Northern Brooklyn

Maux Morgan connects her Jamaican roots to the flavors of Southeast Asia

February 22, 2024 Alice Gilbert 
Maux Morgan
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Maux Morgan is relatively new to the kitchen at Lore, but she is no stranger to the workings of a professional cooking environment. A caretaker in every sense of the word, Chef Maux just might have the magic touch when it comes to feeding body and soul. 

Tell me a bit about yourself and how you ended up cooking at Lore. 

I’ve been cooking for about ten years, and I did most of those years in Boston. I moved to New York a year and a half ago, and I started working at Lore three or four months ago. I saw them on Indeed and on Craigslist, and I sent out my resume, and he didn’t respond for about three weeks, but I knew I wanted to work here. So, I kind of insisted on it. I sent two follow-up emails, and he finally responded and was like, “Hey, come in,” and we ended up having an interview that lasted about an hour and twenty minutes, where we literally just talked. It was one of the longest interviews I’ve ever had. It was a really great conversation, and a lot was said that I wanted and needed to hear.

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How did you know you wanted to work there?

I’m really big on non-physical energies. So, when I saw the post and the way he worded what he was looking for in a leader and a chef, it felt spot on to the person that I was looking to be in a restaurant. And looking at the menu, the food and the size of the place, I felt really confident that it was the kind of place that I could not only thrive in but grow in as well. The food just looked really good, and, again, the way we talked to each other for an hour and a half that all sold it for me.

What got you interested in cooking in the first place?

I am a Jamaican woman, born and raised. Unfortunately, but fortunately for me, I think misogyny is what forced me into the kitchen. My grandmother insisted that all the girls had to be in the kitchen with her, and all the boys could lounge around and watch football. Never in a million years did I think that this would be something that would translate into a career that I love. I graduated high school with honors and felt really pressured to go to college. So, I ended up going to college for business and marketing. About three years into it, I started to ask myself the major life questions: Can you see yourself doing this? Will you be happy? Can you sustain yourself in the type of environment that it takes to be successful as a marketing executive?

In asking those questions, I realized two things: I didn’t have the heart it takes to be a businessperson; I wanted to be someone to give and not to take. I dropped out of college and had no idea what I was doing, and one of my partners at the time was doing interviews for women in real estate in Boston. She happened to be doing an interview with a woman who was opening up a small cafe and asked her in the interview, “What are some things you’re struggling with?” The woman responded, “Just finding people who can cook, finding line cooks.” My partner at the time tells her, “My girlfriend is a chef. She’s the best chef I know.” Because of that, this woman trusted her and told her, “Bring your partner in!”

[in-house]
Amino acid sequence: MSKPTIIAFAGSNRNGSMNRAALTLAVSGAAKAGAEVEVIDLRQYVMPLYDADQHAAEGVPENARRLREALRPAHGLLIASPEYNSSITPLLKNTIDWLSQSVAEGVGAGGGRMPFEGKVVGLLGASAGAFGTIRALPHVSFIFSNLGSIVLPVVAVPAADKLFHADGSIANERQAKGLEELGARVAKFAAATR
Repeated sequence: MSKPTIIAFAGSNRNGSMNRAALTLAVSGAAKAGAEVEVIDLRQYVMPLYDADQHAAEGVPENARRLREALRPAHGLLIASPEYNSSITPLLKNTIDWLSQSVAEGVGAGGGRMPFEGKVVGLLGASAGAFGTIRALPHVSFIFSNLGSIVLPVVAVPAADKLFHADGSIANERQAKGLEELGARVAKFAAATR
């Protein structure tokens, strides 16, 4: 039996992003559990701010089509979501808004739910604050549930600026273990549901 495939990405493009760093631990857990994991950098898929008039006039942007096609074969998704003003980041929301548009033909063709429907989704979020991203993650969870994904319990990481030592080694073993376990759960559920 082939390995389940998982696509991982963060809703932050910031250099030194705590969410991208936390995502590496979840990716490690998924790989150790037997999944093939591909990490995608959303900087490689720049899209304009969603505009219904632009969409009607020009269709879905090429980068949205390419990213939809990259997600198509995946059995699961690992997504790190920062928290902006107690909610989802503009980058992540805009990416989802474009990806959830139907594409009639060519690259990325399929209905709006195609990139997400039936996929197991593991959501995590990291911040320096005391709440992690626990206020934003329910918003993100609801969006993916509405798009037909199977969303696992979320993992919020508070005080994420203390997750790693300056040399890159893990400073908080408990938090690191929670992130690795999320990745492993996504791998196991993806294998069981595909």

That was supposed to be a seasonal job. I ended up learning how to cook burgers, taking temperatures of meats, and I kind of picked everything up really fast. The owner ended up asking me if I wanted to start opening up the cafe, and from there, I learned about opening processes and ordering and inventory and all of these things. I took that small amount of knowledge and confidence to the next restaurant, which ended up being a Scottish restaurant, where I was making blood sausages and haggis and things like that. It all really started from that one person being like, “You’re a chef!” and me being like, Wow, I have been doing this for free for so long, and I do love it.

Do you have a food philosophy?

Something that I believe about food and us as humans is that everything is energy. The energy that I put into the food is the energy that the guest will be consuming. I think it’s very important that chefs really consider why they do what they’re doing. I think there’s so much responsibility when you’re feeding people’s minds, bodies and souls, and that’s not a small thing. 

Maux Morgan
Photo courtesy of Maux Morgan.